By Steve Elliott of Toke of the Town
A marijuana component helps mitigate cocaine addiction in mice, according to a new study, lending further evidence to the notion that marijuana is an “exit” drug and could become the next big anti-addiction therapy.
The discovery by researchers in China and Maryland was announced in the July 2011 issue of Nature Neuroscience magazine, reports Stephen C. Webster at The Raw Story.
Cannabidiol (CBD), a medically useful component of marijuana that does not produce a “high,” effectively turns down a receptor in the brain that is stimulated by cocaine, the study found.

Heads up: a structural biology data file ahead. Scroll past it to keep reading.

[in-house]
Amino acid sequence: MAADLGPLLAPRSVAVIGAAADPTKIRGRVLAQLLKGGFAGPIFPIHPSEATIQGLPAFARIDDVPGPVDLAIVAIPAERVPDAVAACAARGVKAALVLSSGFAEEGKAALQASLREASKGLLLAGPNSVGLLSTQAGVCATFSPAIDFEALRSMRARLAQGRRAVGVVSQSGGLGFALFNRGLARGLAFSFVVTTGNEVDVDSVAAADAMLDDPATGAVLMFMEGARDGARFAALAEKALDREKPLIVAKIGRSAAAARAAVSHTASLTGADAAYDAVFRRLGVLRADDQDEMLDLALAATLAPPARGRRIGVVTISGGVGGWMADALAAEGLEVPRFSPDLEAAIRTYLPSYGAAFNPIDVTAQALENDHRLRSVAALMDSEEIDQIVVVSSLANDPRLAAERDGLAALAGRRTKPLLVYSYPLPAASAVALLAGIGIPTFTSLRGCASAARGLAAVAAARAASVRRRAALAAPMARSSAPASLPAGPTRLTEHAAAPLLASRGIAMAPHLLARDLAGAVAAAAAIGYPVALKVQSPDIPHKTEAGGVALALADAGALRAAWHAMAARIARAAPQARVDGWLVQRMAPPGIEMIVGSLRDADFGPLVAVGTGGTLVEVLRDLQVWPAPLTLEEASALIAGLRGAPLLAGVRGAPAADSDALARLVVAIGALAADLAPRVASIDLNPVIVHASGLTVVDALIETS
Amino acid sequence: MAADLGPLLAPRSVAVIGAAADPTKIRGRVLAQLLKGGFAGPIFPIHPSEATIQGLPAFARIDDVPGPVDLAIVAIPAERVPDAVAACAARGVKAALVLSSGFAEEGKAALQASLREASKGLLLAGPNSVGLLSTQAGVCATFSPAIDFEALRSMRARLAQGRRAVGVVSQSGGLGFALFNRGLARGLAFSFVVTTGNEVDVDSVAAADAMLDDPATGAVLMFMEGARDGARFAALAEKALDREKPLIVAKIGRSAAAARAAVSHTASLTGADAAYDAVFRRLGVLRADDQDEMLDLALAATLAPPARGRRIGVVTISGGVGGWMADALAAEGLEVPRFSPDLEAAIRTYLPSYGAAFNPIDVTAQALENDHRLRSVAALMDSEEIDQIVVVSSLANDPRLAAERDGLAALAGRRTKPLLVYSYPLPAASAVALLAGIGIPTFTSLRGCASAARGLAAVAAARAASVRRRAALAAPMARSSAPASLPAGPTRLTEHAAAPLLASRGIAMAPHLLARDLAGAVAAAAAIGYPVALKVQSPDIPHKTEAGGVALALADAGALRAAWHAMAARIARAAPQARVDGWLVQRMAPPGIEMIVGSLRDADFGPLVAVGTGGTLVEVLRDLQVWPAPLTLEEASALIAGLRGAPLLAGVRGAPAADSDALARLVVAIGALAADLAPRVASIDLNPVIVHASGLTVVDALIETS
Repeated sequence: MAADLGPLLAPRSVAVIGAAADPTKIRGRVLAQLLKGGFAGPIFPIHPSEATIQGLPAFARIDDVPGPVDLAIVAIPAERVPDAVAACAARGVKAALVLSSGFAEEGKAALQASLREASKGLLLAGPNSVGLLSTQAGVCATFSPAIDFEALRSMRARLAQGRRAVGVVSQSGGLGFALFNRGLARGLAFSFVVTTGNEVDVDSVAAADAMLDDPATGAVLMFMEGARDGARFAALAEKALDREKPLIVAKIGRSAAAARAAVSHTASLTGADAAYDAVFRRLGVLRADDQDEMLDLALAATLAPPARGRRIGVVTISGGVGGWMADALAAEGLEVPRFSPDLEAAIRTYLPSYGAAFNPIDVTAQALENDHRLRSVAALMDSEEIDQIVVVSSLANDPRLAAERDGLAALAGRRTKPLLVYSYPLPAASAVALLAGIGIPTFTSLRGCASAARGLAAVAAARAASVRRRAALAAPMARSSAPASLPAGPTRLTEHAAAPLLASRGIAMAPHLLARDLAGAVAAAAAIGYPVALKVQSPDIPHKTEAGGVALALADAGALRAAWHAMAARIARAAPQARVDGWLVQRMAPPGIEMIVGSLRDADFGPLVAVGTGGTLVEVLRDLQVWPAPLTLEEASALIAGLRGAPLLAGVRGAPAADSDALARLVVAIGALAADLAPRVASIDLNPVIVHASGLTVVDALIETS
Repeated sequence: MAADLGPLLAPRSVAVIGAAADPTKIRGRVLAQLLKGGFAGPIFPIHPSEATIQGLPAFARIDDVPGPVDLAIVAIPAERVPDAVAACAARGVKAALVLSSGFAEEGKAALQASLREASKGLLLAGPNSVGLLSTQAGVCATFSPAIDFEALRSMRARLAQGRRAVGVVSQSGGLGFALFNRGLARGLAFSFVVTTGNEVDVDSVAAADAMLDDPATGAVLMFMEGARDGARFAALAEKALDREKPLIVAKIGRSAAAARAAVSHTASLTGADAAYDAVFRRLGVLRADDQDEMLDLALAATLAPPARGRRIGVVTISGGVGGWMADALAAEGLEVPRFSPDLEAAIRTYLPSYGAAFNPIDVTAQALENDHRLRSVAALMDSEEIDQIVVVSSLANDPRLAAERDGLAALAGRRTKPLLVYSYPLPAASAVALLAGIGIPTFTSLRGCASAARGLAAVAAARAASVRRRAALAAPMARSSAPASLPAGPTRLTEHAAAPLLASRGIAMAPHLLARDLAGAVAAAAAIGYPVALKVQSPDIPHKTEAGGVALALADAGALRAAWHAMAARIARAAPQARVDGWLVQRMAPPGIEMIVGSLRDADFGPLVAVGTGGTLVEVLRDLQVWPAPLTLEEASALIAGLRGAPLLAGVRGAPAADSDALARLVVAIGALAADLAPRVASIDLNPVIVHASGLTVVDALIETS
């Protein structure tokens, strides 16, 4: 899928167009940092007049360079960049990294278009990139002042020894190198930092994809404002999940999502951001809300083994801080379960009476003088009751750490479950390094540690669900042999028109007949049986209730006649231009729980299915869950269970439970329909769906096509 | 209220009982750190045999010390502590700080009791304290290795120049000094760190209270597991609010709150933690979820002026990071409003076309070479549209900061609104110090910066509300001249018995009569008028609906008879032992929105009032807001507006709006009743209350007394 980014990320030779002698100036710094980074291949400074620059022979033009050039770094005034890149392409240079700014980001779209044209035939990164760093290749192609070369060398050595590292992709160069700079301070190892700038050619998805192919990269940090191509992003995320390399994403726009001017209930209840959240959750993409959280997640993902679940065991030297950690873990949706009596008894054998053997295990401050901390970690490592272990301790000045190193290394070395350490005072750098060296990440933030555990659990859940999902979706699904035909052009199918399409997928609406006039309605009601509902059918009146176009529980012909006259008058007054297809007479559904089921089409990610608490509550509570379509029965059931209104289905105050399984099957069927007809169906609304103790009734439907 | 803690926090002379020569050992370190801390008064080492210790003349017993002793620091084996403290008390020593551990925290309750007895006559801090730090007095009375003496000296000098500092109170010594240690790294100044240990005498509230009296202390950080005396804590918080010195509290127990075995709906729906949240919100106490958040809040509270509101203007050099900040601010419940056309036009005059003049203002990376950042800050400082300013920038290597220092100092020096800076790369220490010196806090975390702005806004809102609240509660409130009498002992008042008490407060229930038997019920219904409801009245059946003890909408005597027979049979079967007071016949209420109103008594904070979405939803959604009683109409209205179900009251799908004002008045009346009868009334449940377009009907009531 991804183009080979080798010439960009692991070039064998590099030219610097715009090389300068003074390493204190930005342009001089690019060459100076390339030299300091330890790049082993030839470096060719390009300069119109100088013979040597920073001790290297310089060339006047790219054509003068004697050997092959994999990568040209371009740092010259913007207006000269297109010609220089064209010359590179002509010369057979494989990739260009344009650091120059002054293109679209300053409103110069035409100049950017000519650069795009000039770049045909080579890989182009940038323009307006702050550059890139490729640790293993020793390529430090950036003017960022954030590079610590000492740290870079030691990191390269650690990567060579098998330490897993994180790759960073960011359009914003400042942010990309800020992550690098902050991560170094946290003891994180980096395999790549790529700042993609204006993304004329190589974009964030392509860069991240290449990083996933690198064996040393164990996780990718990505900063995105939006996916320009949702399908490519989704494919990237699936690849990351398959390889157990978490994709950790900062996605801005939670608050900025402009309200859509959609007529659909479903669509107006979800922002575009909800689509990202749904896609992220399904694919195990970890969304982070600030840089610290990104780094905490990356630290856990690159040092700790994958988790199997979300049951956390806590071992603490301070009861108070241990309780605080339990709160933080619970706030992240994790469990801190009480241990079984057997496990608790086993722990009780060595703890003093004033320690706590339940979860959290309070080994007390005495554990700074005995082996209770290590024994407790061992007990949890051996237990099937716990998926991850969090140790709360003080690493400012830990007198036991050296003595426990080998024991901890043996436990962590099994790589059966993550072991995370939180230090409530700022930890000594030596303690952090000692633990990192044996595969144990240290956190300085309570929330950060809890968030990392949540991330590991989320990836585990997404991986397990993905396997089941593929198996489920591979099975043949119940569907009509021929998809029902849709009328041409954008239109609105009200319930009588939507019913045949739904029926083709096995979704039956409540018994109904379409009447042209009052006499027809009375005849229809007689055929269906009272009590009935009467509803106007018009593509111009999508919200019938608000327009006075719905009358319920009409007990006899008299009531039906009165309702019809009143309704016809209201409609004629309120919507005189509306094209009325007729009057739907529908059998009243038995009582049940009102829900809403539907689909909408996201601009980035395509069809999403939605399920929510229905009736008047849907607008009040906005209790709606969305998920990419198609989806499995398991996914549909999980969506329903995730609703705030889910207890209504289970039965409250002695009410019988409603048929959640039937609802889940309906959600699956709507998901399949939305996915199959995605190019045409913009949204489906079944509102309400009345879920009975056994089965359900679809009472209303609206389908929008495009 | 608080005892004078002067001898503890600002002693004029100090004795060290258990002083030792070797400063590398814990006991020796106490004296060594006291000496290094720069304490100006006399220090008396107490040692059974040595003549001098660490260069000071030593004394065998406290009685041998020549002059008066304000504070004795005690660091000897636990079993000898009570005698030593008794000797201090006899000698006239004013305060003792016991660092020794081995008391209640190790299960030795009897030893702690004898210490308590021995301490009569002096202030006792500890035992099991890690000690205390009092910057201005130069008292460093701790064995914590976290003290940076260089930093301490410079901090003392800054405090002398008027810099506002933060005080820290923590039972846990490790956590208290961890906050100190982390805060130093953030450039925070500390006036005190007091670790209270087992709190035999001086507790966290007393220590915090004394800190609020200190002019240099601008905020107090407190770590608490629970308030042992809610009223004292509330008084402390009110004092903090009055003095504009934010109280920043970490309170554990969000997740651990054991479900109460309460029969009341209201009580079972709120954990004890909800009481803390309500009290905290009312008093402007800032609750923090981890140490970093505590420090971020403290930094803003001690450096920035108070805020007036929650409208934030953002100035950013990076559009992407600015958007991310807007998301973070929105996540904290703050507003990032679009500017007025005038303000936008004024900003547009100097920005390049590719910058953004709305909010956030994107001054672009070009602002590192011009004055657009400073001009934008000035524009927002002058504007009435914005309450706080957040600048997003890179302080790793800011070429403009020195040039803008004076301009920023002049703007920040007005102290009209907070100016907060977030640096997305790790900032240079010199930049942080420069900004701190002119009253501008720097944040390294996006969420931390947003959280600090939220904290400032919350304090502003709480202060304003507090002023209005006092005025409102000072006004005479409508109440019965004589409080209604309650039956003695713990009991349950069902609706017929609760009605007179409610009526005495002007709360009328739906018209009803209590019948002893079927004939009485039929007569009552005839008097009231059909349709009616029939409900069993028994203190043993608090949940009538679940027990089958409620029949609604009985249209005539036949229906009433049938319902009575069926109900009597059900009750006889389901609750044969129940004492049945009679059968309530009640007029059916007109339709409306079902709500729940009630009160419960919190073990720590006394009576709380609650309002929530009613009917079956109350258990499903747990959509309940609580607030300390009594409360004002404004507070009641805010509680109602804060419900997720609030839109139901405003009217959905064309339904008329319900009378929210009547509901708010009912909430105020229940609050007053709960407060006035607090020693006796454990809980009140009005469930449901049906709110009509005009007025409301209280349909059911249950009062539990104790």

Scientists used a synthetic version of cannabidiol, called JWH-133, to see how mice given regular doses of cocaine might respond. The found the mice dramatically reduced their intravenous cocaine intake — by up to 60 percent — after being given JWH-133.
“It’s a very significant reduction,” said Zheng-Xiong Xi, the lead author of the study and a researcher at the National Institute on Drug Abuse (NIDA), reports Maia Szalavitz at Time.
“It’s extremely exciting,” said Antonello Bonci, scientific director for intramural research at NIDA.
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